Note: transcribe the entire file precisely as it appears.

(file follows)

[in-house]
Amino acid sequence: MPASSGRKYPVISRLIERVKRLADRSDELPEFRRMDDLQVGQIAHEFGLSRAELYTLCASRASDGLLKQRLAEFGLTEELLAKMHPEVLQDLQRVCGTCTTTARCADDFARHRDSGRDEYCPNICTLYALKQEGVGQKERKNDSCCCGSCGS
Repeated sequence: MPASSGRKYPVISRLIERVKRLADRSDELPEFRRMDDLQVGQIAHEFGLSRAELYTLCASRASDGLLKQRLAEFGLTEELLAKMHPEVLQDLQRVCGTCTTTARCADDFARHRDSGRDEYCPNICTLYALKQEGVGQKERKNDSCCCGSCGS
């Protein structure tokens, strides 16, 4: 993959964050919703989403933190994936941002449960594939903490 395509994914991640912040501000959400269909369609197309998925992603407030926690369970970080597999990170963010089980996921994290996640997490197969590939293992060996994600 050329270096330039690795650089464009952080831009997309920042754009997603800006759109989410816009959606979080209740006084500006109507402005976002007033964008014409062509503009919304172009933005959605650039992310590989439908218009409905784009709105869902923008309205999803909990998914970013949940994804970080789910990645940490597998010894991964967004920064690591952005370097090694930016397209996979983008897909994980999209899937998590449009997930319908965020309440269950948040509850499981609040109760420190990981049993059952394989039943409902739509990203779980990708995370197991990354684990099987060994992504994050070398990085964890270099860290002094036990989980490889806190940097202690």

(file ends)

[in-house]
Amino acid sequence: MPASSGRKYPVISRLIERVKRLADRSDELPEFRRMDDLQVGQIAHEFGLSRAELYTLCASRASDGLLKQRLAEFGLTEELLAKMHPEVLQDLQRVCGTCTTTARCADDFARHRDSGRDEYCPNICTLYALKQEGVGQKERKNDSCCCGSCGS
Repeated sequence: MPASSGRKYPVISRLIERVKRLADRSDELPEFRRMDDLQVGQIAHEFGLSRAELYTLCASRASDGLLKQRLAEFGLTEELLAKMHPEVLQDLQRVCGTCTTTARCADDFARHRDSGRDEYCPNICTLYALKQEGVGQKERKNDSCCCGSCGS
């Protein structure tokens, strides 16, 4: 993959964050919703989403933190994936941002449960594939903490 395509994914991640912040501000959400269909369609197309998925992603407030926690369970970080597999990170963010089980996921994290996640997490197969590939293992060996994600 050329270096330039690795650089464009952080831009997309920042754009997603800006759109989410816009959606979080209740006084500006109507402005976002007033964008014409062509503009919304172009933005959605650039992310590989439908218009409905784009709105869902923008309205999803909990998914970013949940994804970080789910990645940490597998010894991964967004920064690591952005370097090694930016397209996979983008897909994980999209899937998590449009997930319908965020309440269950948040509850499981609040109760420190990981049993059952394989039943409902739509990203779980990708995370197991990354684990099987060994992504994050070398990085964890270099860290002094036990989980490889806190940097202690």